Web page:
10 courses:
  • HI-101

    Western Civilization I

    Through a study of the history of Western culture, society and politics from ancient Greece to the Reformation, the student will examine a series of topics including classical culture and the rise of Christianity, feudalism, the medieval Church, the de- velopment of towns and commerce, the contributions of Renaissance artists and philosophers, and the teachings of religious leaders of the Reformation.
  • HI-102

    Western Civilization II

    A history of Western culture, society and politics from the sixteenth century to the twentieth. Topics will include the rise of nation states, the French Revolution, the Industrial Revolu- tion, the flourishing of the liberal state, and the rise of totalitarian states.
  • HI-103

    US History through Civil War

    The first half of the survey is an overview of the development and maturation of an Anglo-American society in the new world as well as an introduction to historical thinking and writing. The course will stress the interconnectedness of social, economic, and political history and the diversity of the American experience in the colonies and in the early republic by region, class, race, and gender.
  • HI-104

    US History:1865-Present

    The second half of the survey describes the evolution of modern America, a nation shaped by prosperity and depression, by wars abroad, and by movements for equality at home. The course will probe changing relationships between business, the federal government, local communities, and the family and the rise of the United States as a world power. Students will gain skills in the analysis and the practice of historical interpretation.
  • HI-106

    Socrates to Watergate

    Through a study of original materials the seminar will explore methods of applying theories of justice (Aristotle. Hobbes, Rosseau, Rawls) to actual trials such as those of Socrates, Galileo, Scopes, Dreyfus and the Rosenbergs. Students may work in groups or alone on either single trials or comparison of trials. Emphasis will be placed on student participation and discussion. Oral student reports, play acting of trials, a term paper.
  • HI-107

    Ancient World:Birth-Rebirth

    This course provides an introduction to the history and culture of ancient civilizations, with special emphasis on the Middle East, Greece, and Rome. The origins, development, and achievements of each will be studied, as well as the interrelationships and the interdependencies among these and other ancient societies and cultures. The course will conclude with an introduction to the Medieval Period as a bridge between the ancient civilizations and the Renaissance.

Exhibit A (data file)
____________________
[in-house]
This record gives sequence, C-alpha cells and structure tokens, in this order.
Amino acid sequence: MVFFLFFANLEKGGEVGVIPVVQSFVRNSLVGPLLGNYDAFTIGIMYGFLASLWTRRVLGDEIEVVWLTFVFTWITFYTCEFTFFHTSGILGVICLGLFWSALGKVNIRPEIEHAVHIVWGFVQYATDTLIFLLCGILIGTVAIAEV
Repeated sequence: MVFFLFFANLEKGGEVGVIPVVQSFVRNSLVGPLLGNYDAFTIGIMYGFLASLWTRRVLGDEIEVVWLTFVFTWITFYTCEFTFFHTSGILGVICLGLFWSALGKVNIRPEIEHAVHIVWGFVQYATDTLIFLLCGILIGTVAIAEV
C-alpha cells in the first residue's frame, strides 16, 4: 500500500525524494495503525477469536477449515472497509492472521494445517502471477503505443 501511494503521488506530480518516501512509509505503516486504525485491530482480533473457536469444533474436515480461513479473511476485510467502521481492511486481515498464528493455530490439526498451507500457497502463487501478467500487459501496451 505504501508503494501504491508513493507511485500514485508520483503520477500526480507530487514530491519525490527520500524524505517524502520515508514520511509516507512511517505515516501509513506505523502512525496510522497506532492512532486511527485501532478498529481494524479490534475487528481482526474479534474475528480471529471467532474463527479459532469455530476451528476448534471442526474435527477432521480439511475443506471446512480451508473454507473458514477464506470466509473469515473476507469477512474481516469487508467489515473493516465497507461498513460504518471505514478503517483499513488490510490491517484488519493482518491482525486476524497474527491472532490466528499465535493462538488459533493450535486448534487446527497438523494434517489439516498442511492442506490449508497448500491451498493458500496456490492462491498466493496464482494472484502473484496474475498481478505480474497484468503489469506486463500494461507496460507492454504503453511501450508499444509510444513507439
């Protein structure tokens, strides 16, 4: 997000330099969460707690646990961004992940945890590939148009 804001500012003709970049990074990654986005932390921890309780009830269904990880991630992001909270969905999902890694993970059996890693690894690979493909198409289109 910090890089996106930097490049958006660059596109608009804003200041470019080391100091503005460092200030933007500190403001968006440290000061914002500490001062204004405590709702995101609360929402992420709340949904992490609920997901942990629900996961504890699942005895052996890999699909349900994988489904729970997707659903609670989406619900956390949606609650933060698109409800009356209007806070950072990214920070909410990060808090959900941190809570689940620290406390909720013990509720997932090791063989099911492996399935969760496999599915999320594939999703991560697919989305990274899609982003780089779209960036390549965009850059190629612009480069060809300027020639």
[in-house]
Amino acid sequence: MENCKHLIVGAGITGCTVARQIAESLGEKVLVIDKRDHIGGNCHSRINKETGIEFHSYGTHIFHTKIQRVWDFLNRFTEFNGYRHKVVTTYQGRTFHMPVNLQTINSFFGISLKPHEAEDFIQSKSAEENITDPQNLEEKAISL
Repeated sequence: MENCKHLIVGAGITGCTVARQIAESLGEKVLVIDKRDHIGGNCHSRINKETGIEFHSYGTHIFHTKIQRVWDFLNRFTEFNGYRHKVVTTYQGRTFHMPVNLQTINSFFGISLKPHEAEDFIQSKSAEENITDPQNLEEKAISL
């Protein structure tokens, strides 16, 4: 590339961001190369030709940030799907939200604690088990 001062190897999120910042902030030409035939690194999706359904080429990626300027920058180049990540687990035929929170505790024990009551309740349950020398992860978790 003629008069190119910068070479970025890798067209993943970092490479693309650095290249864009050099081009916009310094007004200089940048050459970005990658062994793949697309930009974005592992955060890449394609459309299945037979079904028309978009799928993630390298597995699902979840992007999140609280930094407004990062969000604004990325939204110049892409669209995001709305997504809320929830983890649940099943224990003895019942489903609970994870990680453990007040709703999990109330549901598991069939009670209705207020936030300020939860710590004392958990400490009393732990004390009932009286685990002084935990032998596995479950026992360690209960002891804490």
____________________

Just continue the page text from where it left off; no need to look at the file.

• HI-108

    Europe & World after 1500

    This course provides a survey of world history from 1500 to the present, focusing on the interaction between European and non-European societies. Topics discussed include the socio-political, religious, and economic transformation of Europe, the impact of the industrial revolution, the Chinese and Islamic empires, colonialism and its impact on Asia and Africa, nationalism, revolution, war, and globalism.
  • HI-111


    The first part of this interdisciplinary survey analyzes major civilizations in the Americas prior to, at the point of, and after European contact. It traces the general history of these groups and the impact of the transatlantic slave trade through Latin America and the Caribbean. Attention is paid to the cultural, political and economic ramifications after colonization and the struggle for freedom and independence.
  • HI-112


    This class is a selective interdisciplinary survey of Latin American history from the independence movements in the 19th century to the present. Issues studied include Latin America in the global economy; relations between Latin America and the U.S.; revolutions in Mexico, Cuba, and Central America; and dictatorships and democracies in the twentieth century. Special attention is paid to indigenous and Afro-descendent cultures, feminism and gender, cultural politics, and Latin American identity.
  • HI-113


    This course will demonstrate how studying an epidemic can provide insights into the nature of a specific society. Themes will include the extent to which epidemics act as agents of social, economic, religious and political change, the organized public health response to each epidemic, and the devel - opment of medical therapeutics and technologies. It will also provide a historical perspective from which to consider the expectations the lay public now has for health professionals to contain today's epidemics.